Curator's Corner

Importance of Portraits V

By Karl Cole, posted on Sep 27, 2010

As the wrap-up to my “Ode to the Portrait” series, I couldn’t wait to show you this image by the awesome contemporary artist Gillian Wearing. She is one of the so-called Young British Artists, and has an international reputation for her work in photography and video. Her work sort of sums up how far portraiture has come as a subject matter. Believe me, it has transcended by far the ancient notions of memorializing someone for posterity.

Compare this “self-portrait” to those of the Renaissance, or even better, to the portraits of ancestors from ancient Rome. In the 21st century, the idea of self has so far exceeded past conceptions, based, I think, on the extreme introspection of artists that we first saw in the early modernism period (think Picasso’s self-portraits at the turn of the 20th century).


Gilliam Wearing (born 1963, Britain), Self-Portrait as My Uncle Bryan Gregory, from the series Album, 2003.
Gilliam Wearing (born 1963, Britain), Self-Portrait as My Uncle Bryan Gregory, from the series Album, 2003. Digital print, 48 ½" x 32 ½" (123.19 x 82.55 cm). Albright-Knox Art Gallery, Buffalo, NY. © 2010 Gilliam Wearing. (AK-652)


In the history of art, we can probably think of Neolithic humans’ cave painting hand “self-portraits” as the earliest portraiture. In the West, we don’t really see many self-portraits until the late Middle Ages (ca. 1000–1400) in manuscript illuminations. With the elevation in dignity and esteem received by artists during the Renaissance (1400–1600), self-portraiture came into its own. Down through the history of art, we can cite many famous artists who produced series of self-portraits: Rembrandt (1606–1669), Maurice Quentin de la Tour (1704–1788), Auguste Renoir (1841–1919), Pablo Picasso (1881–1973), Robert Mapplethorpe (1946–1989), and Gregory Gillespie (1936–2000).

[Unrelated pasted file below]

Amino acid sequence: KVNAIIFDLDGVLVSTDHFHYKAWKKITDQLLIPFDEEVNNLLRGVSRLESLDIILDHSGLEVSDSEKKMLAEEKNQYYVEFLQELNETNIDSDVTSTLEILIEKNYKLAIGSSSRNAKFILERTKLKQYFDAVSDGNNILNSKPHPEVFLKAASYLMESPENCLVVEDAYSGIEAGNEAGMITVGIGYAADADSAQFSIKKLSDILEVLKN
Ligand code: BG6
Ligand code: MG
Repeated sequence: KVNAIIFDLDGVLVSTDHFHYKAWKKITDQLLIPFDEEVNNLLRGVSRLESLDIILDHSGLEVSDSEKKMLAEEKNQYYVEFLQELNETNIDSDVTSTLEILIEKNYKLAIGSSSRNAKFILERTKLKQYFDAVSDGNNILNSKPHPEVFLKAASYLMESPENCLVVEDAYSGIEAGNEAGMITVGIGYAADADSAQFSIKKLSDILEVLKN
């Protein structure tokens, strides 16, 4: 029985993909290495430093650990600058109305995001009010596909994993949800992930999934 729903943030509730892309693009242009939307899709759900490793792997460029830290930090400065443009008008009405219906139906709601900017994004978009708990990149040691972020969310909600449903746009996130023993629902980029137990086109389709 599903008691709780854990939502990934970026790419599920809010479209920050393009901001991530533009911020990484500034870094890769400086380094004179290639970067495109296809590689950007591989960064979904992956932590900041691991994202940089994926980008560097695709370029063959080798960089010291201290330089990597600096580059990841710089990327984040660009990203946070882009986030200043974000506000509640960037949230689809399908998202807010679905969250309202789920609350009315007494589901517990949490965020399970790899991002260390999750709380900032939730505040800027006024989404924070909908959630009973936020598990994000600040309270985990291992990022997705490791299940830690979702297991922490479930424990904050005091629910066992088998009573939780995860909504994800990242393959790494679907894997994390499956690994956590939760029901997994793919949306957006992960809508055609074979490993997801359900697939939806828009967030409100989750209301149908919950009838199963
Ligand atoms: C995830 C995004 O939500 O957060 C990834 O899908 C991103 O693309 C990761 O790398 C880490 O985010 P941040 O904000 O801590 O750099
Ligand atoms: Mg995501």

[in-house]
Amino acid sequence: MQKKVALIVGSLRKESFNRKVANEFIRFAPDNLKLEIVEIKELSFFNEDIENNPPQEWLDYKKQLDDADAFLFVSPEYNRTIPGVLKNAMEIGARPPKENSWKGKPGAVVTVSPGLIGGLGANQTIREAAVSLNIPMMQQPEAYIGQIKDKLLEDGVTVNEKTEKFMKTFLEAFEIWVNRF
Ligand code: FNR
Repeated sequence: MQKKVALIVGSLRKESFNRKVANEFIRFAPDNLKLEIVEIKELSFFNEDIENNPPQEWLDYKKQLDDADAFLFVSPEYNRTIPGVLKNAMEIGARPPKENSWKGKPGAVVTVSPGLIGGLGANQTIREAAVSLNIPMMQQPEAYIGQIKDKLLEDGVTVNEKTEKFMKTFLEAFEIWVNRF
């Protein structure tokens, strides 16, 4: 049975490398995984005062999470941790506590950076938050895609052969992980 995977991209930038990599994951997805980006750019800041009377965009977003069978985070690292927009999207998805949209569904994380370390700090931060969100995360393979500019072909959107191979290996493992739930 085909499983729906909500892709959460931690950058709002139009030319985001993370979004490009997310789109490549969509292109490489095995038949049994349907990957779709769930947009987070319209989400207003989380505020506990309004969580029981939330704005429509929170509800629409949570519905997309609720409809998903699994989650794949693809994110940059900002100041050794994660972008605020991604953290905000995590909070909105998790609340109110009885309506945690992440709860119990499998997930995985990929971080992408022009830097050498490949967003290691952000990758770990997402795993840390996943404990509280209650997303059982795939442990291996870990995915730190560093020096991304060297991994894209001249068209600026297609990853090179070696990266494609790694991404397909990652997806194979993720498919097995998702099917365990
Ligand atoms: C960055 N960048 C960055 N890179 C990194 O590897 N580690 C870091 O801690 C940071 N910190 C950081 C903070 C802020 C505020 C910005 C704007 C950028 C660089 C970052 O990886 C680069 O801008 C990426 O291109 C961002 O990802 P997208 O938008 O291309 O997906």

The artists listed above produced self-portraits that were basically documents of themselves. Gillian Wearing’s self-portraits, in the guise of family members, give new meaning to the notion of “family resemblance.” Using special masks, wigs, body-suits and clothing (aided by artists from Madame Tussauds wax museum in London), she transforms herself into family members, her eyes being the only consistent feature. Based on family photographs, the recreations via elaborate costume and makeup present an eerie fascination with revealing her identity through her relatives.

Wearing’s fascination with revealing people’s often concealed inner identities brought her international acclaim when she created a 1992 series of photographs of everyday people, urging her subjects to write their innermost thoughts on pieces of cardboard. Her photographs explore human relationships and social behavior, extended to the private and personal. Her work is clearly influenced by documentary photography and film. Her combination of Snapshot Realism and a quest for plumbing psychological depths of an individual make her self-portraits and portraits of others truly a compelling example of portraiture in the 21st century.


Correlations to Davis Programs: Explorations in Art: 1 2.7, Explorations in Art: 3 1.1, Explorations in Art: 4 2.7, Explorations in Art: 5 1.1, A Personal Journey: 6.1, A Community Connection: 7.2, The Visual Experience: 9.6,The Visual Experience: 16.8, Discovering Art History: 3.1, Discovering Art History: 17.6, SchoolArts Magazine: Looking & Learning Oct 2010 - Commemoration, SchoolArts Magazine: Looking & Learning March 2011 - Fantasy, SchoolArts Magazine: Looking & Learning April 2011 - Transformation